ring lies within the Roche region of the white dwarf where an asteroid could
have been tidally destroyed, producing a system reminiscent of Saturn's rings.
Accretion onto the white dwarf from this circumstellar dust can explain the
observed calcium abundance in the atmosphere of G29-38. Either as a bombardment
by a series of asteroids or because of one large disruption, the total amount
of matter accreted onto the white dwarf may have been comparable to the total
mass of asteroids in the Solar System, or, equivalently, about 1% of the mass
in the asteroid belt around the main sequence star zeta Lep.Comment: ApJ Letters, in pres

### A High-Mass Protobinary System in the Hot Core W3(H2O)

We have observed a high-mass protobinary system in the hot core W3(H2O) with
the BIMA Array. Our continuum maps at wavelengths of 1.4mm and 2.8mm both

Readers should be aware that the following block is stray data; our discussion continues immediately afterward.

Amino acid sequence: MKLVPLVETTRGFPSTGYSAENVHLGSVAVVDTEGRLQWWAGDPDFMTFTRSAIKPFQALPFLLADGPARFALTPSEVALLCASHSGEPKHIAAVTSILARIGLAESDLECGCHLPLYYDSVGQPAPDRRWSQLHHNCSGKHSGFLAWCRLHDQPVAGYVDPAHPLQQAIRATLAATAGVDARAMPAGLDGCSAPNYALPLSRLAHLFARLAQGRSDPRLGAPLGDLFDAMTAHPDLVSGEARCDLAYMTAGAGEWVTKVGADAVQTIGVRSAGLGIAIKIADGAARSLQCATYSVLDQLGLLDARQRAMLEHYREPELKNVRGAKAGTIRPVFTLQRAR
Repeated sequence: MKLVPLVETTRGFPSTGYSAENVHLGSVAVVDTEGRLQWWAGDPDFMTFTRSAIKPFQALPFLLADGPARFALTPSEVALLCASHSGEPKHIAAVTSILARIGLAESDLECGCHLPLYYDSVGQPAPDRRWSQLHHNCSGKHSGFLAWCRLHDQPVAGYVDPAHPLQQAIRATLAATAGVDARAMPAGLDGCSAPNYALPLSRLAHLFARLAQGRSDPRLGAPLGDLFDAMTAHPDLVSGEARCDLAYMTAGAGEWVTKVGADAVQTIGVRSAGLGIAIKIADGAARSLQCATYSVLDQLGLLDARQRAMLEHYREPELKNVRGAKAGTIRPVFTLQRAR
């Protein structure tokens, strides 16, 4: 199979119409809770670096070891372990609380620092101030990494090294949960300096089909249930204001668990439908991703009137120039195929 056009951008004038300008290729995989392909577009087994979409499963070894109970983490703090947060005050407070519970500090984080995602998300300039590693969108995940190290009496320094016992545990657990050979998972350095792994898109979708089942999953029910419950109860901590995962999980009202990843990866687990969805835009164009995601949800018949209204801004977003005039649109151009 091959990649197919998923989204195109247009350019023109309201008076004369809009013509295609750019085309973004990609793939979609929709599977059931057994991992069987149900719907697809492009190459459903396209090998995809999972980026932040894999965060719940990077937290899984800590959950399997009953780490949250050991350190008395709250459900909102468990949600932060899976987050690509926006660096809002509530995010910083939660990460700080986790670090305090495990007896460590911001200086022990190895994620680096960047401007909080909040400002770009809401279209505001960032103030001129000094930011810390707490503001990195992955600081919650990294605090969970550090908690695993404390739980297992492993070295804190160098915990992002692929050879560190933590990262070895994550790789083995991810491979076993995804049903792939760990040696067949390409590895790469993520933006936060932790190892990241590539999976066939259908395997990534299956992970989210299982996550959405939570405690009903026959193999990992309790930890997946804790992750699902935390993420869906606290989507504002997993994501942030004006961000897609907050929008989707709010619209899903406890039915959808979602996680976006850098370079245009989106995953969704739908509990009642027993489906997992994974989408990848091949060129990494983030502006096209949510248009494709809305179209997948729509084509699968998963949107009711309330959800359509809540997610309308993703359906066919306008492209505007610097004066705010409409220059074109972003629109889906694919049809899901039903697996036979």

achieve sub-arcsecond angular resolutions and show a double-peaked morphology.
The angular separation of the two sources is 1.19" corresponding to 2.43X10^3
AU at the source distance of 2.04 kpc. The flux densities of the two sources at
1.4mm and 2.8mm have a spectral index of 3, translating to an opacity law of
kappa ~ nu. The small spectral indices suggest that grain growth has begun in
the hot core. We have also observed 5 K components of the CH3CN (12-11)
transitions. A radial velocity difference of 2.81 km/s is found towards the two
continuum peaks. Interpreting these two sources as binary components in orbit
about one another, we find a minimum mass of 22 Msun for the system. Radiative
transfer models are constructed to explain both the continuum and methyl
cyanide line observations of each source. Power-law distributions of both
density and temperature are derived. Density distributions close to the
free-fall value, r^-1.5, are found for both components, suggesting continuing
accretion. The derived luminosities suggest the two sources have equivalent
zero-age main sequence (ZAMS) spectral type B0.5 - B0. The nebular masses
derived from the continuum observations are about 5 Msun for source A and 4
Msun for source C. A velocity gradient previously detected may be explained by
unresolved binary rotation with a small velocity difference.Comment: 38 pages, 9 figures, accepted by The Astrophysical Journa